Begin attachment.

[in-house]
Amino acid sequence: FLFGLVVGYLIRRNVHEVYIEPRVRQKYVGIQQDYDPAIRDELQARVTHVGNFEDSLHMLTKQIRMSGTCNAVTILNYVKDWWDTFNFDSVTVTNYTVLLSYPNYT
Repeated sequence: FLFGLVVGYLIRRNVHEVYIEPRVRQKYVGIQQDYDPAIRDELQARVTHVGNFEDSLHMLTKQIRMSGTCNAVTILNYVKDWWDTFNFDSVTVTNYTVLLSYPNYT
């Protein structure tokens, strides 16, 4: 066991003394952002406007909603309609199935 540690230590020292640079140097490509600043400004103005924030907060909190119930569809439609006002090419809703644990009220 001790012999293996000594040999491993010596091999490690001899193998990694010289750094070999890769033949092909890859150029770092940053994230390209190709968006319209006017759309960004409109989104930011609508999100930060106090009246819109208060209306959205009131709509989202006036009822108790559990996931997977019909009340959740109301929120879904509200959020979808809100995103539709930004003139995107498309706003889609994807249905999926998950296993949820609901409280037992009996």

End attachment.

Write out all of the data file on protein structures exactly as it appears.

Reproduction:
[in-house]
Amino acid sequence: FLFGLVVGYLIRRNVHEVYIEPRVRQKYVGIQQDYDPAIRDELQARVTHVGNFEDSLHMLTKQIRMSGTCNAVTILNYVKDWWDTFNFDSVTVTNYTVLLSYPNYT
Repeated sequence: FLFGLVVGYLIRRNVHEVYIEPRVRQKYVGIQQDYDPAIRDELQARVTHVGNFEDSLHMLTKQIRMSGTCNAVTILNYVKDWWDTFNFDSVTVTNYTVLLSYPNYT
């Protein structure tokens, strides 16, 4: 066991003394952002406007909603309609199935 540690230590020292640079140097490509600043400004103005924030907060909190119930569809439609006002090419809703644990009220 001790012999293996000594040999491993010596091999490690001899193998990694010289750094070999890769033949092909890859150029770092940053994230390209190709968006319209006017759309960004409109989104930011609508999100930060106090009246819109208060209306959205009131709509989202006036009822108790559990996931997977019909009340959740109301929120879904509200959020979808809100995103539709930004003139995107498309706003889609994807249905999926998950296993949820609901409280037992009996």